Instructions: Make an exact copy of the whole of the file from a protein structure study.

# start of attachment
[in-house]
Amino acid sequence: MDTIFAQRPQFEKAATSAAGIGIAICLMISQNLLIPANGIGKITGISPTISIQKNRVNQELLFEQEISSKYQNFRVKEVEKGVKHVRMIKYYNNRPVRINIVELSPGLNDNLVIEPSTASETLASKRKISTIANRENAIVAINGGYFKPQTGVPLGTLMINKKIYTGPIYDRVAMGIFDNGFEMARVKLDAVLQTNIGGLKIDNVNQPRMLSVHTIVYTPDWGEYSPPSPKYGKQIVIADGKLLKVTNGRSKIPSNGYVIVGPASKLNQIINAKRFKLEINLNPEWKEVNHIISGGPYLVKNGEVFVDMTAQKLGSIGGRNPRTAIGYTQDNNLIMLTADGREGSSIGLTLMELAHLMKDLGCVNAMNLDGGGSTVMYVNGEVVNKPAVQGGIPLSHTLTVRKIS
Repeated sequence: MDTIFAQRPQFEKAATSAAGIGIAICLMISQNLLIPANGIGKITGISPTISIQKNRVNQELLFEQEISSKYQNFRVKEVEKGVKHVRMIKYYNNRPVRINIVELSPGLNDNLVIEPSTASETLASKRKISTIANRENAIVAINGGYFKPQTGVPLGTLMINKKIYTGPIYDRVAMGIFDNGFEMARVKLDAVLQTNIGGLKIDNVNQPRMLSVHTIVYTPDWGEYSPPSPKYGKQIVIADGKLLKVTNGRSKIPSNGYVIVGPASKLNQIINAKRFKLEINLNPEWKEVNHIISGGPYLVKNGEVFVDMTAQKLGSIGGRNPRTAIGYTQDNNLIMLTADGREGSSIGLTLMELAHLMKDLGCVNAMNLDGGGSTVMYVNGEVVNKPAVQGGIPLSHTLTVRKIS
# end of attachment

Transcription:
[in-house]
Amino acid sequence: MDTIFAQRPQFEKAATSAAGIGIAICLMISQNLLIPANGIGKITGISPTISIQKNRVNQELLFEQEISSKYQNFRVKEVEKGVKHVRMIKYYNNRPVRINIVELSPGLNDNLVIEPSTASETLASKRKISTIANRENAIVAINGGYFKPQTGVPLGTLMINKKIYTGPIYDRVAMGIFDNGFEMARVKLDAVLQTNIGGLKIDNVNQPRMLSVHTIVYTPDWGEYSPPSPKYGKQIVIADGKLLKVTNGRSKIPSNGYVIVGPASKLNQIINAKRFKLEINLNPEWKEVNHIISGGPYLVKNGEVFVDMTAQKLGSIGGRNPRTAIGYTQDNNLIMLTADGREGSSIGLTLMELAHLMKDLGCVNAMNLDGGGSTVMYVNGEVVNKPAVQGGIPLSHTLTVRKIS
Repeated sequence: MDTIFAQRPQFEKAATSAAGIGIAICLMISQNLLIPANGIGKITGISPTISIQKNRVNQELLFEQEISSKYQNFRVKEVEKGVKHVRMIKYYNNRPVRINIVELSPGLNDNLVIEPSTASETLASKRKISTIANRENAIVAINGGYFKPQTGVPLGTLMINKKIYTGPIYDRVAMGIFDNGFEMARVKLDAVLQTNIGGLKIDNVNQPRMLSVHTIVYTPDWGEYSPPSPKYGKQIVIADGKLLKVTNGRSKIPSNGYVIVGPASKLNQIINAKRFKLEINLNPEWKEVNHIISGGPYLVKNGEVFVDMTAQKLGSIGGRNPRTAIGYTQDNNLIMLTADGREGSSIGLTLMELAHLMKDLGCVNAMNLDGGGSTVMYVNGEVVNKPAVQGGIPLSHTLTVRKIS